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“Control and navigation”, Conference 14 and 15 February 2013

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On 14 and 15 February 2013 a conference was held in Leiden with the aim of presenting the results of the ‘Mobile Africa Revisited’ programme. The Conference was held under the title:

Control and navigation: people searching to reach their goals in an ever more (in)flexible world

In the invitation we explained the reasons for the conference:

Conference Mobile Africa Revisited Leiden, 14 and 15 February 2013 INVITATION

The programme was centred around the presentations of the programme team members, who are near to completion of their PhD theses. We also were allowed to welcome very interesting guest speakers. To consult the programme, click here:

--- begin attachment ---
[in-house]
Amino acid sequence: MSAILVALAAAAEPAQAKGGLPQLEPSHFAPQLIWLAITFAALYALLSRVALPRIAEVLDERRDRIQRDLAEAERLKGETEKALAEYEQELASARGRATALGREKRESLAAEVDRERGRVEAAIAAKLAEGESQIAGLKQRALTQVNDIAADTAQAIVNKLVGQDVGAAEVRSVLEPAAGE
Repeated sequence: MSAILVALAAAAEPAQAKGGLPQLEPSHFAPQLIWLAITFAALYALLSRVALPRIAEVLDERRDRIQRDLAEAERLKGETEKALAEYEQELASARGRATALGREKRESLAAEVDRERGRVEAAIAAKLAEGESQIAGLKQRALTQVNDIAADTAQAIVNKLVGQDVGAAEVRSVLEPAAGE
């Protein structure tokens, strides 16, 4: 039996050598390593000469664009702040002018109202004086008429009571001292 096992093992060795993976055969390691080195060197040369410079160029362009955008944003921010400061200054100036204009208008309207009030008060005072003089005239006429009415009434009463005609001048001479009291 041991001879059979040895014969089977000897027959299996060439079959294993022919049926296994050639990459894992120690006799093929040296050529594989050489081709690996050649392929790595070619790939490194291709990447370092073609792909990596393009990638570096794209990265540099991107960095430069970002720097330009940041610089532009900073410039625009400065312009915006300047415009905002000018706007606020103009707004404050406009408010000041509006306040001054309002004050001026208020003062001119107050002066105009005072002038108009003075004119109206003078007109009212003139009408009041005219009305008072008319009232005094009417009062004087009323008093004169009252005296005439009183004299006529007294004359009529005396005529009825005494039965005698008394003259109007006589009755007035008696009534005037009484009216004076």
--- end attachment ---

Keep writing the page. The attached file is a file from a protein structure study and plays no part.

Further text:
Programme Mobile Africa Revisited 14 and 15 February 2013

For the conference we chose the form of ‘Debates’. The abstracts and papers were circulated on beforehand, so that the discussants could develop their thoughts. For an overview of the abstracts, click here:

All abstracts conference Mobile Africa Revisited

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On this page we will now present most of the papers, powerpoint presentations and short films of the conference, so as to offer you an idea of the event:

 Papers, Presentations and film images:

14 February 2013

Session I

9.30              Opening by Director of the African Studies Centre, Ton Dietz: Ton Dietz Openingspeech

9.45              Introduction to the programme ‘Mobile Africa Revisited’ by Mirjam de Bruijn, Francis Nyamnjoh and Inge Brinkman

+ Book launch: